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Pakistani human rights group says riots that killed eight Christians were planned, not spontaneous

ISLAMABAD - An independent Pakistani human rights commission said Tuesday that rioting that killed eight Christians last week was not spontaneous but planned by the attackers, some of whom belong to an al-Qaida-linked group.

ISLAMABAD - An independent Pakistani human rights commission said Tuesday that rioting that killed eight Christians last week was not spontaneous but planned by the attackers, some of whom belong to an al-Qaida-linked group.

The findings were released the same day Pakistani police began questioning more than 200 people to determine if the attacks were premeditated, said Punjab province Law Minister Rana Sanaullah. Another top official suggested militants fleeing an army offensive in the northwest Swat Valley were also involved.

Hundreds of Muslims attacked a Christian neighbourhood in the eastern Pakistani city of Gojra on Saturday after reports that Christians had desecrated a Qur'an. The assault, in which dozens of homes were also burned, underscored the precarious existence of religious minorities in this Muslim-majority nation where extremist Islam is on the rise.

Sanaullah told The Associated Press that members of the banned Sunni group Sipah-e-Sahaba Pakistan and its al-Qaida-linked offshoot Lashkar-e-Jhangvi were arrested as suspected attackers.

The Human Rights Commission of Pakistan said its fact-finding team interviewed the families of victims, residents, witnesses and officials. Commission head Asma Jahangir said in a statement that announcements made from mosques the day before called upon Muslims to "make mincemeat of the Christians."

The statement said many of the attackers came from a neighbouring district, Jhang - the birthplace and stronghold of the banned militant groups.

"The attackers seemed to be trained for carrying out such activities," she said.

A Pakistani intelligence report some two months earlier suggested militant groups may be switching from suicide attacks to creating sectarian strife in cities, Sanaullah noted.

"We need to locate and arrest those who were wearing masks during the carnage," he said, referring to the attackers who were covering their faces during the rioting to avoid being identified.

The demonstrations began Thursday but reached their violent zenith Saturday, allegedly after hardline clerics began making speeches against the Christians. Authorities say an initial probe had debunked the claims that the Muslim holy book was defiled.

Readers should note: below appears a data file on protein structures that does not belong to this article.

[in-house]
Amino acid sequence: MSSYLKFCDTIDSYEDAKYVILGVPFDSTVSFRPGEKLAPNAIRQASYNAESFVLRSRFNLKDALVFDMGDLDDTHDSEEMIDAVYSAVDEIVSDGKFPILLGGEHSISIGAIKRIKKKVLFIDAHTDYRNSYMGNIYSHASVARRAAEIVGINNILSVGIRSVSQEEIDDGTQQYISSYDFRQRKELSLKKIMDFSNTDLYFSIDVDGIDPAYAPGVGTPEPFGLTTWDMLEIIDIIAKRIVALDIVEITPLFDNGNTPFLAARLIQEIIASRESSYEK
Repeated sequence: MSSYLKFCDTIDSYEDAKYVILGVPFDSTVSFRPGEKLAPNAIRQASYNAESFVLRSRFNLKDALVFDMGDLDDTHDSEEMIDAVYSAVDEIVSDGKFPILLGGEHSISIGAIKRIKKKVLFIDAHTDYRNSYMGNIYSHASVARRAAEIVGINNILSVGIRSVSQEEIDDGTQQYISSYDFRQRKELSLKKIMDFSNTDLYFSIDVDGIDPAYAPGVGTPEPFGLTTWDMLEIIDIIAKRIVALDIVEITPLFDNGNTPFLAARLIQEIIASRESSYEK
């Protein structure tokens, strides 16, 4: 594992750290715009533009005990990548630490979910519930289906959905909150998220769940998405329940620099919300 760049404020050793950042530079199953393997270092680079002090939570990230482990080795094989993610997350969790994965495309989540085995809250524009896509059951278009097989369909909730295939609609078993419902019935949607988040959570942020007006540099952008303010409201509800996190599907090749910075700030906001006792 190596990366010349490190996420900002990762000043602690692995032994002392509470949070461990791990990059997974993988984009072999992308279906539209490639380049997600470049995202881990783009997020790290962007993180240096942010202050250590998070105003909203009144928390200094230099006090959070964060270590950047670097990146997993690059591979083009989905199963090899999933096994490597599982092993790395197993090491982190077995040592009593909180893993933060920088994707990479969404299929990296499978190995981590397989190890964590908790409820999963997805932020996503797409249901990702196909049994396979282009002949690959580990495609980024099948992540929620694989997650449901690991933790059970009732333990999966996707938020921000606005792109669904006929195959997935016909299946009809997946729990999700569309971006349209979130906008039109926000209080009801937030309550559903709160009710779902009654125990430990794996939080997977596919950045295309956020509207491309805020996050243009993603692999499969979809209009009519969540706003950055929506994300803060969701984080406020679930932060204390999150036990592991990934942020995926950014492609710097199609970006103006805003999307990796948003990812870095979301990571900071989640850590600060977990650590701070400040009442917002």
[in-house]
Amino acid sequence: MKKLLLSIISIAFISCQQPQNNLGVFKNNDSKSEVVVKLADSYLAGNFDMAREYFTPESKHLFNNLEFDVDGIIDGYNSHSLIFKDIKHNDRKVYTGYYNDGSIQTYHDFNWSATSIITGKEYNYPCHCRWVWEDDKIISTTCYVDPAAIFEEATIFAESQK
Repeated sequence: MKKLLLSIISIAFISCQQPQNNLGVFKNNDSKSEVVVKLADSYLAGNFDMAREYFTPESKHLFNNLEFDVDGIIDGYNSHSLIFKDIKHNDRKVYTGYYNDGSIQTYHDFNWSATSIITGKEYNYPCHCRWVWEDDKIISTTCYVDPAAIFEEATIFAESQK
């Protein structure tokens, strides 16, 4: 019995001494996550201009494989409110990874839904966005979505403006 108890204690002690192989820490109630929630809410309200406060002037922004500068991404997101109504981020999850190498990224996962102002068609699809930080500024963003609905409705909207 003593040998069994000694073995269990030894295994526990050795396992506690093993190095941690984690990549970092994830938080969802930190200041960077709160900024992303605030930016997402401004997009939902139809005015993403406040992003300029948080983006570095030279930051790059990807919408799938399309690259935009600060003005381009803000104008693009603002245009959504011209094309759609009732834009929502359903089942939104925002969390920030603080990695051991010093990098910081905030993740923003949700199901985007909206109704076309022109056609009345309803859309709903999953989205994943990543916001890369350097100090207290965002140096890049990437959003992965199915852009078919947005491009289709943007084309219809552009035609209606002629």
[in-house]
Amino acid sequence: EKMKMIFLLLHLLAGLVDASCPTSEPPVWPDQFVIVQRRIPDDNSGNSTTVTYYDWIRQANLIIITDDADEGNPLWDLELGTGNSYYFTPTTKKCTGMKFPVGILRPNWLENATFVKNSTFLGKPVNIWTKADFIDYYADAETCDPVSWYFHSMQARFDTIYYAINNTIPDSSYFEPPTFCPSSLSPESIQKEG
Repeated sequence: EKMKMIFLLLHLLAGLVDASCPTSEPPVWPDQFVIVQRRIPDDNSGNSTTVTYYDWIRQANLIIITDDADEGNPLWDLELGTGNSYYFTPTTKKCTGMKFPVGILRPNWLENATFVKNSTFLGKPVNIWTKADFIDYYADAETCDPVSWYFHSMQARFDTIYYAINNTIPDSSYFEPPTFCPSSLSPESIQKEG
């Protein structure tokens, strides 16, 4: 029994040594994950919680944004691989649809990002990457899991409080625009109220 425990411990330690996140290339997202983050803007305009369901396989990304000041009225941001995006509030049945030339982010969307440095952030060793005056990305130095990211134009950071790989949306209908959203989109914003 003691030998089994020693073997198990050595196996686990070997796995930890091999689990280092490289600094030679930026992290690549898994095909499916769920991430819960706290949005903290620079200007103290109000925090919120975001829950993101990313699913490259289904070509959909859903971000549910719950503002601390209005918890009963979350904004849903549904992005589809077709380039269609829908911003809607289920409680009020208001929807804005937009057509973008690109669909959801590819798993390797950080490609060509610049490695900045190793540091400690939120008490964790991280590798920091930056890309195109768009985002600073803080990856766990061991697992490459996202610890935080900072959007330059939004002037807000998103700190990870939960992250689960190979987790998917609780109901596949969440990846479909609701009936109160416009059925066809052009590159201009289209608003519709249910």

Christians in the community attended special church services for the victims Tuesday.

Separately, Punjab province Gov. Salman Taseer, on a visit to Gojra, said "those who were evicted from Swat have a hand in this incident." Taseer offered no evidence to back up this claim.

Pakistan's army is engaged in a three-month-old offensive in Swat, a northwestern valley that was once a prominent tourist destination. The military claims to have killed 1,800 suspected militants in the operation.

Christians - including Protestants and Catholics - make up less than 5 per cent of Pakistan's 175 million people, according to the CIA World Factbook. They generally live in peace with their Muslim neighbours.

Punjab Chief Minister Shahbaz Sharif promised Tuesday that the government would cover the cost of rebuilding the charred houses and pledged to bring the perpetrators of the weekend attack to justice.

"There couldn't be any cruelty more harsh than this," he said in an address to Christians in Gojra.

Blasphemy laws in Pakistan are often misused to settle personal scores and enmities, in some cases against Muslims as well.

Police reported another such case Tuesday. Angry labourers instigated by a manager shot dead their factory owner and ransacked offices in the eastern city of Sheikhupura, alleging that he had desecrated Qur'an, said police official, Sohail Chatha.

Another official, Khusro Pervez, said there was enough evidence to suggest that the manager and the owner had a personal dispute over wages and an outstanding debt.

Pakistan has also been fighting militants in its semiautonomous tribal regions in the northwest. In the latest violence, four security forces and 11 civilians died, two intelligence officials said Tuesday.

Suspected militants fired rockets at a military base camp in the North Waziristan tribal region late Monday, killing the four security forces. Also late Monday, mortar shells hit two homes in two villages of the same region, killing 11 civilians, the officials said. It was not clear who fired the mortars.

The officials spoke on condition of anonymity because they were not authorized to speak to the media.

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Associated Press writers Munir Ahmad in Islamabad and Rasool Dawar in Mir Ali contributed to this report.

 
 
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